PRAIRIE UU Society, Madison, WI - NOV. 20, 2005
READING       “Family Reunion”   Maxine Kumin 
The week in August you come home,
adult, professional, aloof,
we roast and carve the fatted calf
-- in our case homegrown pig, the chine
garlicked and crisped, the applesauce
hand - pressed.  Handpressed with greengage
Nothing is cost effective here.
The peas, the beets, the lettuces
handsown, are raised to stand apart.
The electric fence ticks like the slow heart
of something we fed and bedded for a year,
then killed with kindness’s one bullet
and paid Jake Mott to do the butchering.
In winter we lure the birds with suet,
thaw lungs and kidneys for the cat.
Darlings, it’s all a circle from the ring
of wire that keeps raccoons from the corn
to the gouged pine table that we lounge around,
distressed before any of you was born.
Benign and dozy from our gluttonies,
the candles down to stubs, defenses down,
love leaking out unguarded the way
juice dribbles from the fence when grounded
by grass stalks or a forgotten hoe,
how eloquent, how beautiful you seem!
Wearing our gestures, how wise you grow,
ballooning to overfill our space,
the almost-parents of your parents now.
So briefly having you back to measure us
is harder than having let you go.
             Thanksgiving and the Holidays fill us with mixed feelings. There are moments of great joy and satisfaction.  And, there are often feelings of being alone and without as much love as we need, or enough places to share our love. Today's reflections address how we might hold our hearts and others with compassion and grace, whether our blessings are apparent, or not.
            Today's reading, the poem by Maxine Kumin takes me back to the 3-month period of time when my mother was dying of cancer.   My sister, Scott my partner, and I took turns staying with her for a week at a time.
            My sister and I were trading shifts, and I stood at the garage door and watched her drive down the driveway and head back to her family.  I felt a terrible wrench in my heart.  It was very hard to see her drive away.  I missed her terribly, even though she had stood beside me just moments ago.  I went into the house and spoke with my mother about it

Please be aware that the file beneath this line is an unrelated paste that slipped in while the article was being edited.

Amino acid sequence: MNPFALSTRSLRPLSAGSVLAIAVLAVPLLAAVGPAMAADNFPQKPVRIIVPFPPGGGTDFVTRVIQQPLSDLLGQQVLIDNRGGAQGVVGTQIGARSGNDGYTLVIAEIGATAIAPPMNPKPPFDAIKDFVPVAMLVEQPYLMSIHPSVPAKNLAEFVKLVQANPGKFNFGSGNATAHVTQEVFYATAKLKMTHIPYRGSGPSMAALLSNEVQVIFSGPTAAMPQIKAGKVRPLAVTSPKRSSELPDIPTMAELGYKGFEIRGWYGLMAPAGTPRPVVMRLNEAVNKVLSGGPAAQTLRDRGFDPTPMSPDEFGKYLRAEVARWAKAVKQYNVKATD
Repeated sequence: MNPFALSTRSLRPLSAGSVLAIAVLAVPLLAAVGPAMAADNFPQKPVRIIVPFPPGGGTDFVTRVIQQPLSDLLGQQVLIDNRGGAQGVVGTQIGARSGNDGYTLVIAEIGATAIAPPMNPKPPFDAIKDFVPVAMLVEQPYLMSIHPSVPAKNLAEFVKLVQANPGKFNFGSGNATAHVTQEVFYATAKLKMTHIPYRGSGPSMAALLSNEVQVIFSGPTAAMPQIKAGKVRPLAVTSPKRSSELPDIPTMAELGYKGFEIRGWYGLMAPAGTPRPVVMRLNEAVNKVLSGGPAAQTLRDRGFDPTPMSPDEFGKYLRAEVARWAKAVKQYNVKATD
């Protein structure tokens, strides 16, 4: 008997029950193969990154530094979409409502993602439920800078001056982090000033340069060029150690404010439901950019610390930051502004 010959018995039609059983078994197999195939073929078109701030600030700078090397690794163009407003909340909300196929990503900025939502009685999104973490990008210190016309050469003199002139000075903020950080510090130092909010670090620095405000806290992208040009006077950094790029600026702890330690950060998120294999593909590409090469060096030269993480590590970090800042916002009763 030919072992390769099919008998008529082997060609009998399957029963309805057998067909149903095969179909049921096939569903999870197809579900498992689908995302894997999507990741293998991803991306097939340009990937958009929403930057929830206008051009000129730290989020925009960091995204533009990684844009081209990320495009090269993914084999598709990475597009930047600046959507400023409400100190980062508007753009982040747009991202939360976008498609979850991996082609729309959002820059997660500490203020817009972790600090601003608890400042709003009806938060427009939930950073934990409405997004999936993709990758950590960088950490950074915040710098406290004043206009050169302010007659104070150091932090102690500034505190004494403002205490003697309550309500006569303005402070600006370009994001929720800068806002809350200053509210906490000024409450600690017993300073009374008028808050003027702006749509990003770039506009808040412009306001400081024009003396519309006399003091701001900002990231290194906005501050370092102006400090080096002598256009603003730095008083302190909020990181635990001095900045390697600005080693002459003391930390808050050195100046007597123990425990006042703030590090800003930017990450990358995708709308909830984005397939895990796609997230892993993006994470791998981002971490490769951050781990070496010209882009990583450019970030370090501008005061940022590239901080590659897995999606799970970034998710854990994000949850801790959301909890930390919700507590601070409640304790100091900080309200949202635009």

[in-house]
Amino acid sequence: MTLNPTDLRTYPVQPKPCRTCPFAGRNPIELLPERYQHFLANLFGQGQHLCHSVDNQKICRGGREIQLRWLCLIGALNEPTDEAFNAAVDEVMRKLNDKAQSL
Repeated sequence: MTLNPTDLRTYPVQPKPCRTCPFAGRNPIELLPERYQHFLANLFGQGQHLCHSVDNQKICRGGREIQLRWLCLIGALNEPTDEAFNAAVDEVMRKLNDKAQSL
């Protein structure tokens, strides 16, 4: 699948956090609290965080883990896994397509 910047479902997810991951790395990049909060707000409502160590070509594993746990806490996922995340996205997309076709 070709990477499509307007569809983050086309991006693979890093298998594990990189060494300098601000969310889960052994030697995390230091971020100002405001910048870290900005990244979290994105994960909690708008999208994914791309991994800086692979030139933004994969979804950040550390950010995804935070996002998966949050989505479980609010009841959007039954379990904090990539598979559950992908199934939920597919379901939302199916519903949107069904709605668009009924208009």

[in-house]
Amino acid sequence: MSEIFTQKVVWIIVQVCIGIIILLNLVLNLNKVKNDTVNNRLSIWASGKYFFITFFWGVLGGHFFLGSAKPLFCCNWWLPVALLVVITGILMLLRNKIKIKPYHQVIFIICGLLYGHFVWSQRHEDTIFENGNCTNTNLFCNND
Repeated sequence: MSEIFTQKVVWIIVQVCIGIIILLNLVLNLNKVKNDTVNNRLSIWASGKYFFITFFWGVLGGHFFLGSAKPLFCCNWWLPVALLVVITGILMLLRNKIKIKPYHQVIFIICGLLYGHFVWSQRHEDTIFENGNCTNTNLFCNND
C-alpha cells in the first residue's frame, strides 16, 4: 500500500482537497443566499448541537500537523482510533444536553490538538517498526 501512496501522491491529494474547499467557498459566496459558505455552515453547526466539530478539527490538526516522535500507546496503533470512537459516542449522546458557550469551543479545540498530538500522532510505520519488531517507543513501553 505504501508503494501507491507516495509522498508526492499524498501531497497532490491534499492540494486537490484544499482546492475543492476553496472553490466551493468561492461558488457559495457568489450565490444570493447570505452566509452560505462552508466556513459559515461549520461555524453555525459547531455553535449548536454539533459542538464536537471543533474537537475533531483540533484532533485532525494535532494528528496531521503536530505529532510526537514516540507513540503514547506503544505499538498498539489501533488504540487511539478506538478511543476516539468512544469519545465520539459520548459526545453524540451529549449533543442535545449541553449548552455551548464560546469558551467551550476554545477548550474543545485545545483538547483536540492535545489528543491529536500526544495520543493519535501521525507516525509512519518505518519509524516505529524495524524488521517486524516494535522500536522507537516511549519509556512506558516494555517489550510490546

“It must have been so hard to have us leave and go out on our own,” I said.
            She said, “ Oh yes, but, we saw each other often.”  In that one sentence, she described what every parent must go through - the transition from day to day intimacy with a child, to an adult relationship of negotiated companionship and friendship.
     The Holiday SEASON fills us with mixed feelings just because of the complexity of human need and human relationship as described in Maxine's poem and my experience with my sister and mother. There are moments of great joy and satisfaction.  And, there are often feelings of being alone and without as much love as we need, or enough places to share our love. Today's reflections address the practice of choosing compassion and love, whether our blessings are apparent, or not.
            Recently, I met a man whose wife had just died of Alzheimer's.  She had been ill for about ten years, and died of complications of her heart.  The last two years she had been living in an Alzheimer's Home, as she could no longer cope at home.  I expressed my sympathy about his loss and he thanked me.  I asked another question and he told me the most wonderful story. When he finished, I asked if I could share it with others, and he said yes.
            He said, when she had had to go into the home he realized he had a choice of how to respond to the situation.  He could either be bitter and morose throughout the coming challenges, or he could be loving and grateful for his life and hers in these final years. He chose to be loving and grateful.
            “Every time I went to the home, I would let the workers know how much I appreciated them caring for her.  I spent time loving her.  When I stepped out the door and headed home, I would consciously tell myself what things she and I had to be grateful for in that day.  When I was depressed or angry, I would let myself feel it and let it pass away, knowing it was a normal feeling and that I didn't have to dwell in it.”